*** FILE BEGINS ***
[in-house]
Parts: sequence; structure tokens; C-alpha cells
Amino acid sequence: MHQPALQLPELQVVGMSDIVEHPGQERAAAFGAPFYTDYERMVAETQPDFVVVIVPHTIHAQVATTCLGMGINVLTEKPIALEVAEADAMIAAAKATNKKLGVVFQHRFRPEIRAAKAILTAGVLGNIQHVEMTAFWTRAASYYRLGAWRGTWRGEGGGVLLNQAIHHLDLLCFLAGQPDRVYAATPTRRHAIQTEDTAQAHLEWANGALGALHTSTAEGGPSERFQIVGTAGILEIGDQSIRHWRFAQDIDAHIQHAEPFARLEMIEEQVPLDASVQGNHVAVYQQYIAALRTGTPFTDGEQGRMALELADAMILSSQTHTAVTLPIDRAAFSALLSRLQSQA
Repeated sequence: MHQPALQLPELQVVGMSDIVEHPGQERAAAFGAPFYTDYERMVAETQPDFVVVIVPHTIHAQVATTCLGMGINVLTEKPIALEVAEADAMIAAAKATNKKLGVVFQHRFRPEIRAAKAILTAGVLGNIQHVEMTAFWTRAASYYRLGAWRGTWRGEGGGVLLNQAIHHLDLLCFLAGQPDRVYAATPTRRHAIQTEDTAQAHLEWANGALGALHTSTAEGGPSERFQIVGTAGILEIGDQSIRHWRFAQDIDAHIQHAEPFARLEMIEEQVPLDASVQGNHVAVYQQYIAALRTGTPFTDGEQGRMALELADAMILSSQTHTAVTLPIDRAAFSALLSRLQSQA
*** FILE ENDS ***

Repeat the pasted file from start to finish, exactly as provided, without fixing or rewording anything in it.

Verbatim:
[in-house]
Parts: sequence; structure tokens; C-alpha cells
Amino acid sequence: MHQPALQLPELQVVGMSDIVEHPGQERAAAFGAPFYTDYERMVAETQPDFVVVIVPHTIHAQVATTCLGMGINVLTEKPIALEVAEADAMIAAAKATNKKLGVVFQHRFRPEIRAAKAILTAGVLGNIQHVEMTAFWTRAASYYRLGAWRGTWRGEGGGVLLNQAIHHLDLLCFLAGQPDRVYAATPTRRHAIQTEDTAQAHLEWANGALGALHTSTAEGGPSERFQIVGTAGILEIGDQSIRHWRFAQDIDAHIQHAEPFARLEMIEEQVPLDASVQGNHVAVYQQYIAALRTGTPFTDGEQGRMALELADAMILSSQTHTAVTLPIDRAAFSALLSRLQSQA
Repeated sequence: MHQPALQLPELQVVGMSDIVEHPGQERAAAFGAPFYTDYERMVAETQPDFVVVIVPHTIHAQVATTCLGMGINVLTEKPIALEVAEADAMIAAAKATNKKLGVVFQHRFRPEIRAAKAILTAGVLGNIQHVEMTAFWTRAASYYRLGAWRGTWRGEGGGVLLNQAIHHLDLLCFLAGQPDRVYAATPTRRHAIQTEDTAQAHLEWANGALGALHTSTAEGGPSERFQIVGTAGILEIGDQSIRHWRFAQDIDAHIQHAEPFARLEMIEEQVPLDASVQGNHVAVYQQYIAALRTGTPFTDGEQGRMALELADAMILSSQTHTAVTLPIDRAAFSALLSRLQSQA